Dash it all! Or, how I learned to work with en dashes and em dashes.

Em dashes are used to separate parts of a sentence, especially when there is an abrupt change from one clause to another, or if special emphasis is required when adding information to an existing clause. See the following sentence for an example: Greek infantry, based on the hoplite—the heavily armed and armoured infantryman organized into tight phalanxes—replaced the horseman as the decisive force on the battlefield. (Lerner 1986, p. 202) The above sentence is also an example of an unspaced em dash, which is favoured in North American usage. In this example the dashes are used to set off the separate clause, ‘breaking’ it out of the main sentence. Parentheses (brackets) could also have been used, but would give less importance to the set-apart text. Somewhat confusingly, British publishing prefers to use a spaced en dash for the above application: The first half of the Fields seems to have been reserved for laundresses, to dry their washing, and you would not be popular if you – or your dog – trod on the linen spread out on the grass. (Picard 2003, p. 92) The Australian Style Manual recommends using an unspaced em dash in Australian government publications, avoiding confusion with the spaced en dash. The em dash also conveys a sudden change of focus in a sentence, or the addition of an explanation: The stronger term of various dualist oppositions is in Plato’s work valorized through the use of what Derrida calls a “supplement”—here, writing, called a pharmakon, both poison and cure.(duBois 1988, p. 170) Em dashes should be used sparingly in your writing. En dashes are used in the opposite way to em dashes. Where em dashes divide, en dashes unite. En dashes are commonly used to indicate spans of numbers, times and distances: •    pages 54–67 •    May–August •    Melbourne–Singapore En dashes can attach words to each other, while maintaining the separate identity of each word: •    Commonwealth–state •    parent–child They can link prefixes to more than one following word: •    pre–contact Indigenous Australia •    non–English speaking background En dashes are used in compound adjectives that are made up of more than one word on either side of the dash: •    an extravagant Bollywood–style wedding En dashes are also used as minus signs. They are used with a space in minus operations: •    50 – 10 (50 minus 10) When indicating a negative number, the en dash is used without a space: •    –20 degrees (temperature) To use these punctuation symbols effectively in your writing you might like to set up a ‘style sheet’ where you have copied and pasted these symbols. When you need to insert the symbol in your text, refer to your style sheet, copy from it and paste directly into your text. Otherwise, you will need to click on the ‘Insert’ tab in MS word (2010), and then open ‘Symbol’ on the extreme right of your screen. You will then need to click on ‘More symbols’ and ‘Special Characters’ where you will find em and en dashes, plus the correct em and en spaces to use with them. Highlight your choice and click ‘Insert’. This box can remain open while you insert what you need. When you have finished, close the box. This symbol list also shows you shortcut key options, which may be more efficient if you are using many en dashes in a reference list. References duBois, P 1988, Sowing the Body: Psychoanalysis and Ancient Representations of Women, The University of Chicago Press, Chicago. Lerner, G 1986 The Creation of Patriarchy, Oxford University Press, New York. Picard, L 2003, Elizabeth’s London: Everyday Life in Elizabethan London, Phoenix, London. Snooks & Co, 2003, 6th edn, Style Manual for Authors, Editors and Printers, John Wiley & Sons, Brisbane.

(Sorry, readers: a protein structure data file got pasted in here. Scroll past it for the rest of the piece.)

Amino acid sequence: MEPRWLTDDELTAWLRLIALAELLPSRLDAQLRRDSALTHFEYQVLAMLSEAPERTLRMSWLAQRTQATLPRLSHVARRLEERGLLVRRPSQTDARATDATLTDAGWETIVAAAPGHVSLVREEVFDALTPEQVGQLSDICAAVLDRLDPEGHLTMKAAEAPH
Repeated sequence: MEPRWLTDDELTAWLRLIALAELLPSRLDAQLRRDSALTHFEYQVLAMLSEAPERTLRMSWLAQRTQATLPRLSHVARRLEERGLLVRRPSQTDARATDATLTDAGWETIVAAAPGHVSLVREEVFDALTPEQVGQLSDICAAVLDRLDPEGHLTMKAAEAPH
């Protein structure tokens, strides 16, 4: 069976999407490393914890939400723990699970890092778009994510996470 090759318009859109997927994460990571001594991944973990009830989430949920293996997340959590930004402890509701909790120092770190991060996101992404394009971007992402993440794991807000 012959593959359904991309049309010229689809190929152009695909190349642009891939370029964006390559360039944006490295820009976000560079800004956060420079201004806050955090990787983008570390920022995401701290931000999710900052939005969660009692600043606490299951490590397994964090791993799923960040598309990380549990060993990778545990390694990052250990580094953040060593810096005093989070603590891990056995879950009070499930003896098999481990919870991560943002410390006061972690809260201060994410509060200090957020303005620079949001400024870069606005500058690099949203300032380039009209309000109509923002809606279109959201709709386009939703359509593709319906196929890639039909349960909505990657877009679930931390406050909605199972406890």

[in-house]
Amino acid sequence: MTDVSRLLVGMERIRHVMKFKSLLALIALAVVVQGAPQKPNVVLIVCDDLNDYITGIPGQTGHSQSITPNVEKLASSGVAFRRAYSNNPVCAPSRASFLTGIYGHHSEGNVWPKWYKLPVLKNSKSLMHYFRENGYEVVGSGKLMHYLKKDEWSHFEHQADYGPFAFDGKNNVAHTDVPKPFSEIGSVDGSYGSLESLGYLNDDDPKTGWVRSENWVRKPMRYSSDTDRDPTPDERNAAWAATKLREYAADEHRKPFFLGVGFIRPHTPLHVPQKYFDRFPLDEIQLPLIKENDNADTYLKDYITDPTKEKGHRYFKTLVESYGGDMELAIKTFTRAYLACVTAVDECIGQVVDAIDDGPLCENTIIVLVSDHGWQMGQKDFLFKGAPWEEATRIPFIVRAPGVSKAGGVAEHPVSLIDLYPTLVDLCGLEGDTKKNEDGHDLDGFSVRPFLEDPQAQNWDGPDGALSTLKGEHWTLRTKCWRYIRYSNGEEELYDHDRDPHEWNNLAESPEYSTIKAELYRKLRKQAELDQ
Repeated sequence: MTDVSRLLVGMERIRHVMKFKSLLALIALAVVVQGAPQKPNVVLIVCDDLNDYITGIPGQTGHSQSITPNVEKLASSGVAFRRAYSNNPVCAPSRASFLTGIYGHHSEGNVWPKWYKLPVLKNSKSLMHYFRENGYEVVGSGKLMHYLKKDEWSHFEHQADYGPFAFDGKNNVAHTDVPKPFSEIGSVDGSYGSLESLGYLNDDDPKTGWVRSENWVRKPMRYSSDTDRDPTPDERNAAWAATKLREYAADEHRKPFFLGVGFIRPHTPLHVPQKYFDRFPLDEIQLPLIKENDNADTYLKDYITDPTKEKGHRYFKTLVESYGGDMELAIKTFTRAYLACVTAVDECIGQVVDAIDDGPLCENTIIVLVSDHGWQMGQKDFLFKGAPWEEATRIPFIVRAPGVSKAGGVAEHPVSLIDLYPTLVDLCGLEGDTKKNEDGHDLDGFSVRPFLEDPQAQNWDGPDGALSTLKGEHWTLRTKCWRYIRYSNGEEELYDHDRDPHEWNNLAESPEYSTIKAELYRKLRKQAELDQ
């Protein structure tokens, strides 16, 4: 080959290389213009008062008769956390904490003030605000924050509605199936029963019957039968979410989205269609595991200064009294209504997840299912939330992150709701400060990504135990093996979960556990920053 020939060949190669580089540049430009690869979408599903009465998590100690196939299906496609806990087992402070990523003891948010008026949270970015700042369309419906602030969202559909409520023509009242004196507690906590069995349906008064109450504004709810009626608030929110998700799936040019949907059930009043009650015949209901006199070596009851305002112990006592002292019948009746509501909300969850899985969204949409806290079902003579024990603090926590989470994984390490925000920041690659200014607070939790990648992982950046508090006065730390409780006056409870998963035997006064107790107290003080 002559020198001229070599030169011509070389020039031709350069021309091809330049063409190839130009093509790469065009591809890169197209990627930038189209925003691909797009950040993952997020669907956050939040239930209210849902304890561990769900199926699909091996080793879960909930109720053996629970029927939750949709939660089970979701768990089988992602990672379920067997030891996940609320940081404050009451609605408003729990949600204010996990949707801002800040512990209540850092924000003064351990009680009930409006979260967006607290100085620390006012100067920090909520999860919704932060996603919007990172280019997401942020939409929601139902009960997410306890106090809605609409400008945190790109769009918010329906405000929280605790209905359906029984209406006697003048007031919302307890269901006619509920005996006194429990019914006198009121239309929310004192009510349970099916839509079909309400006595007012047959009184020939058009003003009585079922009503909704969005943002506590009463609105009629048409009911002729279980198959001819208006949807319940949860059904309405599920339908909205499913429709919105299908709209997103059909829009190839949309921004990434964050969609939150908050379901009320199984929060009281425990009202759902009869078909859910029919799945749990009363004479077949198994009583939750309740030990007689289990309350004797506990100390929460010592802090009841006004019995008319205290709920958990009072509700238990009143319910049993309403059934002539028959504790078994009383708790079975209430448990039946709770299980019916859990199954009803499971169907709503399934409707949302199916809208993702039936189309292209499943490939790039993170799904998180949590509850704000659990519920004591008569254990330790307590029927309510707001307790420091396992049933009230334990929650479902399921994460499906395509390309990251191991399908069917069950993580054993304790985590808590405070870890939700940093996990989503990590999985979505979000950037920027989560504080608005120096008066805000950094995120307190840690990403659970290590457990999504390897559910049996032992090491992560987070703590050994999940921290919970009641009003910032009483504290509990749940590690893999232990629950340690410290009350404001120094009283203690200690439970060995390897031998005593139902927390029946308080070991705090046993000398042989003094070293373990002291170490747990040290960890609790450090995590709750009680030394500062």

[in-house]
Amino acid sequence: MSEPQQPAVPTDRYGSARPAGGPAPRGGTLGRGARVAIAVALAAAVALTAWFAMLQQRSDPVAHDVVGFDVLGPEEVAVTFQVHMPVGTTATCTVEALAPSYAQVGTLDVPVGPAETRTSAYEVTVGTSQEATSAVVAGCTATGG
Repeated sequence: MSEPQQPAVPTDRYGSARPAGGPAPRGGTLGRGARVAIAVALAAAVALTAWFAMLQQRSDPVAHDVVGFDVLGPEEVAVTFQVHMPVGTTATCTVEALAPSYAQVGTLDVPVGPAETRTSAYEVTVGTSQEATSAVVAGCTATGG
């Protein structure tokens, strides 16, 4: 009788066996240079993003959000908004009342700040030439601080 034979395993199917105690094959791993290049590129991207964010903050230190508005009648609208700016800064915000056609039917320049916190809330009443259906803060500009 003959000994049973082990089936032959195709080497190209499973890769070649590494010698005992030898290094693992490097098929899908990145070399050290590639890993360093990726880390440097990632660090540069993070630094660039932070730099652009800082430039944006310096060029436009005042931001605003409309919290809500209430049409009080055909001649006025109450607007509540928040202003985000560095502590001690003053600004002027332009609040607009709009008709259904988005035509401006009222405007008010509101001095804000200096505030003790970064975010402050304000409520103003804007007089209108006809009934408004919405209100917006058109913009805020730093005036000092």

Leave a Reply